CONGRESS will have a free hand on the proposed Bangsamoro law, which needs to be created from separate drafts submitted by warring Moro factions, Peace Process Secretary Jesus Dureza said Tuesday.
Unlike the previous administration, which asked Congress to approve a Palace-drafted Bangsamoro Basic Law, the Palace would rely on lawmakers to shape the law creating the Bangsamoro region, which is the basis for a peace agreement with Muslim rebels and the framework for President Rodrigo Duterte’s federal government, Dureza said.
“You cannot preempt a department of government that has the full mandate to propose a bill.
The one which has power over that is the House of Representatives [and the Senate.] It’s not the work of the executive department,” Dureza said.
“The President should come in only if both [chambers of Congress] pass a law,” he added.
The Moro Islamic Liberation Front (MILF)-backed Bangsamoro Transition Commission is set to submit its version of the BBL on July 17, but Dureza said he hopes the Moro National Liberation Front under Nur Misuari can submit its draft in time for Congress to consider both when it drafts the final bill.
When passed, the BBL will be the product of the years-long peace negotiations between the government and the MILF as part of the Comprehensive Agreement on the Bangsamoro, which was signed by the government and the MILF in March 2014.
A Bangsamoro political entity will be the result of the Congress-backed bill, which will then be up for President Duterte’s consideration.
Earlier, government implementing panel chief for the Bangsamoro accords Irene Santiago said the new draft BBL was based on the original BBL but there were some changes to it that made it “better.”
“The Bangsamoro Transition Commission used the BBL as the basic document for the draft that they made… I think this is even a better version of the BBL. There are some provisions, for example, on transition that are very, very practical,” she said.
“I found that everybody was very pleased with the draft that they made.”
Dureza expressed confidence that the converged Bangsamoro Law will surpass the challenges posed by the old BBL in the previous administration.
“We are confident that the BTC has taken into account the failures in the past, learnings in the past,” he said.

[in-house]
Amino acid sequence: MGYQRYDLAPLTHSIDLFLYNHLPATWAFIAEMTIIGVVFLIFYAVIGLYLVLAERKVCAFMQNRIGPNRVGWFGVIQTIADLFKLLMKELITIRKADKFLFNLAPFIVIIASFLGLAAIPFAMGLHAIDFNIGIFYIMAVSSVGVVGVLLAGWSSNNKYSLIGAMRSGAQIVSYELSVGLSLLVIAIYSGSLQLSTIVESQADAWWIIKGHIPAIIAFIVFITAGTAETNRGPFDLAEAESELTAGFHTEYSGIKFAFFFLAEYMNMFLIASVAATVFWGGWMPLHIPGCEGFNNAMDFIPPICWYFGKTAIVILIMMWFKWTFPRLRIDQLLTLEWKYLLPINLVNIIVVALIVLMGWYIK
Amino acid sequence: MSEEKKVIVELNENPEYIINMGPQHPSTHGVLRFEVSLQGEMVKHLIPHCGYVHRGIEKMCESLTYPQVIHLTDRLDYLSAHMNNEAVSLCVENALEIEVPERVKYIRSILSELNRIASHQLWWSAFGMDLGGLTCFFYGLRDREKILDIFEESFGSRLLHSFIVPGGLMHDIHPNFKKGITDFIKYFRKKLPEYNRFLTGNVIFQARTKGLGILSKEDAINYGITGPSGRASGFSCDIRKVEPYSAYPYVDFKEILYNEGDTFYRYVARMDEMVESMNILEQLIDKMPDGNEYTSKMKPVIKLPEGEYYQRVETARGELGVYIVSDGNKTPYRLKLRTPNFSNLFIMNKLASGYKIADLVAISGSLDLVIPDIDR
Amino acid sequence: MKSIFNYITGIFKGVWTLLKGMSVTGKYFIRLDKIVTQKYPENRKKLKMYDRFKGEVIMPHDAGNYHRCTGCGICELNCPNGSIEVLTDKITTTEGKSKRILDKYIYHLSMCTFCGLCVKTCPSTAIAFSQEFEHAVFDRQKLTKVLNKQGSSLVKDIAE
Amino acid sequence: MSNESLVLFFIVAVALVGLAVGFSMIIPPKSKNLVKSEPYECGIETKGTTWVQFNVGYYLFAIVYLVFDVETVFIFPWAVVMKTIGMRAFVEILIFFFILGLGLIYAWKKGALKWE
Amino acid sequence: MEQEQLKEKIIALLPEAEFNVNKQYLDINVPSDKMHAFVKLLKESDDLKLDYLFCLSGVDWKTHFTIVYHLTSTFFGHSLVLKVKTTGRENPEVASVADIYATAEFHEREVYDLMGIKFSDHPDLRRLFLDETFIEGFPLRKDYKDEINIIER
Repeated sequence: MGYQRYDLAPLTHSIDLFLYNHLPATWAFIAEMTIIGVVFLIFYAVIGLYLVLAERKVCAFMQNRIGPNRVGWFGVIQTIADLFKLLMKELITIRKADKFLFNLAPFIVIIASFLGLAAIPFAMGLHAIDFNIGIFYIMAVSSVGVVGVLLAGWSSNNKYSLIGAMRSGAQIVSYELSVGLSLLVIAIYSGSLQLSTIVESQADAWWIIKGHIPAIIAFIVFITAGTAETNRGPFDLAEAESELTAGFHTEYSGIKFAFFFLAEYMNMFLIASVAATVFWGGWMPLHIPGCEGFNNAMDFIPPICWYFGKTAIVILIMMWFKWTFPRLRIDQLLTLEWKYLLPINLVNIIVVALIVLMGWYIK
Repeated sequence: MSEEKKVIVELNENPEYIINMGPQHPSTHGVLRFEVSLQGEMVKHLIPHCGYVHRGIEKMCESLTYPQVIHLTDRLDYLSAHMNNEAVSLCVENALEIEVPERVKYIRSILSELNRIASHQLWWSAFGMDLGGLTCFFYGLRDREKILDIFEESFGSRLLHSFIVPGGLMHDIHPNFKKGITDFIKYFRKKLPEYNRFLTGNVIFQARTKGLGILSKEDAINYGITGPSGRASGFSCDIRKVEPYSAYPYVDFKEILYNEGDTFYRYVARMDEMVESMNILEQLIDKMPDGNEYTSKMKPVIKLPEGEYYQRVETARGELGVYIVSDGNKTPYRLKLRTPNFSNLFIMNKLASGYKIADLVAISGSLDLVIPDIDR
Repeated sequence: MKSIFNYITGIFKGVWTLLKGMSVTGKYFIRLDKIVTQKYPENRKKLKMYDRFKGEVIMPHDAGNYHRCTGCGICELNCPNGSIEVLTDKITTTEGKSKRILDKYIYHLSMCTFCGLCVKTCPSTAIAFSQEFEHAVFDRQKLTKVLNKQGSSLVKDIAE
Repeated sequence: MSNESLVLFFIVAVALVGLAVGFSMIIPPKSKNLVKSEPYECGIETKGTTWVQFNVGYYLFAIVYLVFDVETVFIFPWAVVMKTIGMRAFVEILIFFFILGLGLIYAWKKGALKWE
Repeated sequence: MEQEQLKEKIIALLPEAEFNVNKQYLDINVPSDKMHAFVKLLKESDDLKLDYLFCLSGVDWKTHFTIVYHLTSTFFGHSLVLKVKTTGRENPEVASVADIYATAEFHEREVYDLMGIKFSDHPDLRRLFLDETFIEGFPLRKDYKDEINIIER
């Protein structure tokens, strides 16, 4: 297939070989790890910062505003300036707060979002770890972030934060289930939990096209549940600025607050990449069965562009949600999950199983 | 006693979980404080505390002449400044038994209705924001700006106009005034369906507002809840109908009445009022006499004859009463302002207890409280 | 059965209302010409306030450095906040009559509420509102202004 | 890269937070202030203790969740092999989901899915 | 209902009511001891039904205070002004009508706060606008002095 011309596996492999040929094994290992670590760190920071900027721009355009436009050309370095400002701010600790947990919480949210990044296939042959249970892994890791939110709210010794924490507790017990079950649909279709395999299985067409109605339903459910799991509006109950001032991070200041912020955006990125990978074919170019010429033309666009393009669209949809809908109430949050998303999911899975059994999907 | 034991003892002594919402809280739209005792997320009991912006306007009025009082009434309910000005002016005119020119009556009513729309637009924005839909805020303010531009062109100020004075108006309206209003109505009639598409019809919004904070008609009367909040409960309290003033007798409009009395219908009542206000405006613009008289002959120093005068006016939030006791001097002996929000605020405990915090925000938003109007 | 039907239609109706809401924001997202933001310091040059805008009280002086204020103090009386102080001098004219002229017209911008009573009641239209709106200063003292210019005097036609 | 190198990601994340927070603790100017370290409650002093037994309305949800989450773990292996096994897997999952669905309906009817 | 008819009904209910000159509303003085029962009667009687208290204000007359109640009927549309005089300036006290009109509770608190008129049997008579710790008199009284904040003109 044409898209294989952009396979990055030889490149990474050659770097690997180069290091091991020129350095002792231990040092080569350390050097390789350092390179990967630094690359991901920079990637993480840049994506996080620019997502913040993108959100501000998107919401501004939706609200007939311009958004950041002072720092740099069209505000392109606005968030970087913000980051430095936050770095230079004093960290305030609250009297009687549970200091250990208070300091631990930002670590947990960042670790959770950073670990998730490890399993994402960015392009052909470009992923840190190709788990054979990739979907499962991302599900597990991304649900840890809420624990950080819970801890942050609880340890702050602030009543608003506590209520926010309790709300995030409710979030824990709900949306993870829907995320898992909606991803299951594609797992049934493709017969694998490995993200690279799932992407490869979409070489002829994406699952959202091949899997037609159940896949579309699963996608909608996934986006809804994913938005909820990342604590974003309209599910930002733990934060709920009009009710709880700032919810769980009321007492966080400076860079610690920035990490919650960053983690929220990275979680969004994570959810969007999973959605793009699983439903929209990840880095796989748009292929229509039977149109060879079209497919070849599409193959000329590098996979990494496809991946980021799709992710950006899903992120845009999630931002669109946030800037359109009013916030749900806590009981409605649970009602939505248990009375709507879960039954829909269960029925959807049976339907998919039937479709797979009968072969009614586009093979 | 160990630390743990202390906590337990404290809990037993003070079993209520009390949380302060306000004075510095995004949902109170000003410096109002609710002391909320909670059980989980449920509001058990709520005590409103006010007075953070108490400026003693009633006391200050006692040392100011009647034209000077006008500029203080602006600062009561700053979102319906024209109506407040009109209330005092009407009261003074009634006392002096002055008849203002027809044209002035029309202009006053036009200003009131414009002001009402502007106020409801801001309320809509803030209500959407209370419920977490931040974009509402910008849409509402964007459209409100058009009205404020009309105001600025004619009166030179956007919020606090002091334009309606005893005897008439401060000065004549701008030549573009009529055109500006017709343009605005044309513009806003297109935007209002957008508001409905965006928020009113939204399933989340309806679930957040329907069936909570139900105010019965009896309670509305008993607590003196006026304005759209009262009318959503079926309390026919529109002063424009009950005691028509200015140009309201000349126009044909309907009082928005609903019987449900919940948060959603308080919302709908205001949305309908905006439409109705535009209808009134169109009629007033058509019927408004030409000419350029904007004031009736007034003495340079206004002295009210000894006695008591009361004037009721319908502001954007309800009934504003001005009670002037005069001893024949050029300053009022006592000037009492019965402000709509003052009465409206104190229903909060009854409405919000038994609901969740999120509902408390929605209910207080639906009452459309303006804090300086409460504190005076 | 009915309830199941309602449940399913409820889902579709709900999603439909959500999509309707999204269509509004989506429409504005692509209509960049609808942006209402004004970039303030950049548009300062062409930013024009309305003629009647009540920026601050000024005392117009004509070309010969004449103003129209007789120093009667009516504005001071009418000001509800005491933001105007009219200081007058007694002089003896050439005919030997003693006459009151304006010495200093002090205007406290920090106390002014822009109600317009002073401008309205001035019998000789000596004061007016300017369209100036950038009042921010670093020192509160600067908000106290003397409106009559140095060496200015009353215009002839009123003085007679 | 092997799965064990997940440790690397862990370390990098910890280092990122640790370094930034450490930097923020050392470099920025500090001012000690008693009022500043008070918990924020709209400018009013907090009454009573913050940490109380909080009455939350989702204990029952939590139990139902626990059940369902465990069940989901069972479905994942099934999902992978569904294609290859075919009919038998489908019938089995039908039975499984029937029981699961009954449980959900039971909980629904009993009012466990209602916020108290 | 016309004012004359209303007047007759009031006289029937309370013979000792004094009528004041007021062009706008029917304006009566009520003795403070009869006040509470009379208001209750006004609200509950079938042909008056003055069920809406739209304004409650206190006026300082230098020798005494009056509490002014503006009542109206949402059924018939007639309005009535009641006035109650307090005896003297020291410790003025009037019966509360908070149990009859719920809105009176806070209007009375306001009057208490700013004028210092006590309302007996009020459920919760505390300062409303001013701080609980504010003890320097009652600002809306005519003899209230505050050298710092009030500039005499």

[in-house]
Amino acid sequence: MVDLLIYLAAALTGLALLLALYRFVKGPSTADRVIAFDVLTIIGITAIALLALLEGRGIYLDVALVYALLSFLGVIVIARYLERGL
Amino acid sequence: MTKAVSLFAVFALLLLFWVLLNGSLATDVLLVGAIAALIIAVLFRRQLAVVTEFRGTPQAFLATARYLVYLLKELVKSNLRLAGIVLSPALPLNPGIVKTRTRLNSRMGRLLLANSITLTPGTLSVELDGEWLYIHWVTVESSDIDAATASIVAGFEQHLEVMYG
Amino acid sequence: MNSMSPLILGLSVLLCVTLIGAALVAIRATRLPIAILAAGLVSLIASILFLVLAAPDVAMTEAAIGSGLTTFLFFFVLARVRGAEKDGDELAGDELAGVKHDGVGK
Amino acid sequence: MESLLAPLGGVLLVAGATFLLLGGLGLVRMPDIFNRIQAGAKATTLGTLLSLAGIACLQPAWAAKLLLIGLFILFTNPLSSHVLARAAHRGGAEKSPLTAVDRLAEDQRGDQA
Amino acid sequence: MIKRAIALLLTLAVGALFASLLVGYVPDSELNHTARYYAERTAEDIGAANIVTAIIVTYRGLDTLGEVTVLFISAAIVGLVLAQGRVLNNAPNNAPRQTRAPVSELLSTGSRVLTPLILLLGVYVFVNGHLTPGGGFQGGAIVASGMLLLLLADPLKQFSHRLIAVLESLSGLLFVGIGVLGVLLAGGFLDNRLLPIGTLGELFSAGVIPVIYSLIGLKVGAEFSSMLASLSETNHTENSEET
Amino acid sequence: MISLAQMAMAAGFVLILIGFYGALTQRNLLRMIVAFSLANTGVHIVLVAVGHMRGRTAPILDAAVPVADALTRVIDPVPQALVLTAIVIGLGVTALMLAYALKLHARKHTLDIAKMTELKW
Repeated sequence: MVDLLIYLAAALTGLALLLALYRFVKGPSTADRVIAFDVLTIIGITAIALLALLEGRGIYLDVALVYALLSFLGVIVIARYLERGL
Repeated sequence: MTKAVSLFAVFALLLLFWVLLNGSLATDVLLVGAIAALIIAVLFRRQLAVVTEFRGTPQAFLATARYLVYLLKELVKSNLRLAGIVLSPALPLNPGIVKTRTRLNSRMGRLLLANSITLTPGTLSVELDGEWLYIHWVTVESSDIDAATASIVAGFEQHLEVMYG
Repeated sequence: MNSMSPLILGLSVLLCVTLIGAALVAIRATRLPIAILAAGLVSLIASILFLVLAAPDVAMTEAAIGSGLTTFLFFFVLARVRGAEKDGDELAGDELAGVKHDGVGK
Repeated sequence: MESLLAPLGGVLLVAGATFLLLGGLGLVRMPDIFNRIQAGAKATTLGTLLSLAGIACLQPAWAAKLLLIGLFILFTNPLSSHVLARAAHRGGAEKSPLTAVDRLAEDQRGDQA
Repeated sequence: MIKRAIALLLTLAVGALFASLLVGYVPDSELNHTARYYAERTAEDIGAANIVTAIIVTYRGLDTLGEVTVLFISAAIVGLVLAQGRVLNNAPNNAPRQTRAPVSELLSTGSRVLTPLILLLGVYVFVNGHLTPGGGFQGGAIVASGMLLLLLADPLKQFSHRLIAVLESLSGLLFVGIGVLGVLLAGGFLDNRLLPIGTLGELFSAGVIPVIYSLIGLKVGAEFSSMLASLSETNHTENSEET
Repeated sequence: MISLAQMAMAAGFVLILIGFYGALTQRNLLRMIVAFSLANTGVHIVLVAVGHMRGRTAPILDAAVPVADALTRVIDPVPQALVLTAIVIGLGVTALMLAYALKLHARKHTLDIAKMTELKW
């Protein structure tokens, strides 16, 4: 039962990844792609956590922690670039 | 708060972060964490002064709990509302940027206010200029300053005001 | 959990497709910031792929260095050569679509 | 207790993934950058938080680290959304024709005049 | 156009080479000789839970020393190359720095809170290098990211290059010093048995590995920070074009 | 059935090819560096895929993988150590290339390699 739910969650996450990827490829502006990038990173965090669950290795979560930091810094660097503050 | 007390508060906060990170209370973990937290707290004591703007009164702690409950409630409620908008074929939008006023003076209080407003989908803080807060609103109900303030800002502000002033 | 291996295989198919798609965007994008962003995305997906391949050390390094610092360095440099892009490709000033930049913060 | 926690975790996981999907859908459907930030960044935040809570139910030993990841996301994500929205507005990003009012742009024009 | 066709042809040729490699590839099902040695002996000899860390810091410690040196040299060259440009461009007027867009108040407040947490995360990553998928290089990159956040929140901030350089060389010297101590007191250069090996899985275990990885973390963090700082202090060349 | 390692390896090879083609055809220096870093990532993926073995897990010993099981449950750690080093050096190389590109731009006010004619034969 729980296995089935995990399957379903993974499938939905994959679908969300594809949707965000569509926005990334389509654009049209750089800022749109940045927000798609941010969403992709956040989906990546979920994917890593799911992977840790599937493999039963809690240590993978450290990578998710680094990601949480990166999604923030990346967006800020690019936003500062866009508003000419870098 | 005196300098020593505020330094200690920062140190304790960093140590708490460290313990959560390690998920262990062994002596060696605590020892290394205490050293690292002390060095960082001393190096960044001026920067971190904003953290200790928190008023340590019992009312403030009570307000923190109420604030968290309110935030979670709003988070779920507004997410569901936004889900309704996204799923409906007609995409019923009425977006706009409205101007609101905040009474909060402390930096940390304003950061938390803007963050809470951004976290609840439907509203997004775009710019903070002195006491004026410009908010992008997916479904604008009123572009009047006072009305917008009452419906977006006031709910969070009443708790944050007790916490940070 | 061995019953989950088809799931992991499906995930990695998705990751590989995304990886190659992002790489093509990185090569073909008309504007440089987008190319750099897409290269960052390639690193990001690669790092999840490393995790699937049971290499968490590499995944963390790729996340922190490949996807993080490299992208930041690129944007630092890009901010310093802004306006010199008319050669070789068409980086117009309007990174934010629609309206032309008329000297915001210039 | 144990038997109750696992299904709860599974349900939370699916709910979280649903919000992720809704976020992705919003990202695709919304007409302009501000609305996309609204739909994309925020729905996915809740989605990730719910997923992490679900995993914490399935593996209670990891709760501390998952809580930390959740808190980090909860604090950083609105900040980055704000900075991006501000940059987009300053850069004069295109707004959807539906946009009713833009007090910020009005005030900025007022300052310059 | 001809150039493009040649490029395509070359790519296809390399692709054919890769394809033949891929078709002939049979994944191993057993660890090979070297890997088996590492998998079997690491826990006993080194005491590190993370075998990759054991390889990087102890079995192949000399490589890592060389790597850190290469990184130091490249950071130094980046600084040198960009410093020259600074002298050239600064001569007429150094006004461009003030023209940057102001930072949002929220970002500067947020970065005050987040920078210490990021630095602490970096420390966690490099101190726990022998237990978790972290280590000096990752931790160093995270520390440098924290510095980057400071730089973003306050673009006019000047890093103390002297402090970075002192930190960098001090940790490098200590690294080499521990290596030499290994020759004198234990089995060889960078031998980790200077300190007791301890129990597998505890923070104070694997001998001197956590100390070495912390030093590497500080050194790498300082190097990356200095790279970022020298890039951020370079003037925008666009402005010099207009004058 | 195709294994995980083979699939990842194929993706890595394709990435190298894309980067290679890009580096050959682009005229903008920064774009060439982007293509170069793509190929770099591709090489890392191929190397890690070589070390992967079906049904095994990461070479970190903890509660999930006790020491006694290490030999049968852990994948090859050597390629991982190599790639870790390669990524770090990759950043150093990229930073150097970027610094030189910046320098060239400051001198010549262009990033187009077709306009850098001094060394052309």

Dureza said the Office of the Presidential Adviser on the Peace Process will recommend the draft submitted by the BTC be turned over by the President to Congress and certify it as urgent.
“As far as OPAPP is concerned, our recommendation is that as soon as the President receives it, he will turn it over to the Speaker of the House and the Senate President. We will also recommend that it will be certified as an urgent bill,” Dureza said.
“But that’s just our recommendation. You know very well the President makes the final call,” he added.
On Nov. 7, 2016, President Duterte signed an executive order that expanded the BTC membership from 15 to 21 that will have 10 government-appointed members and 11, including the chairperson, from the MILF.
On Feb. 10, 2017, OPAPP announced the 21 members of the expanded BTC that will draft an “inclusive” version of the earlier BBL that failed to pass Congress in the Aquino administration.
The expanded BTC was expected to submit the draft of the new enabling law to Congress this July in time for Duterte’s second State of the Nation Address and the resumption of session of Congress.
Enactment of the BBL will create a new political entity that will replace the Autonomous Region in Muslim Mindanao.
The proposed Bangsamoro territory will have greater autonomy than the present ARMM but will remain part of the Republic of the Philippines. With PNA
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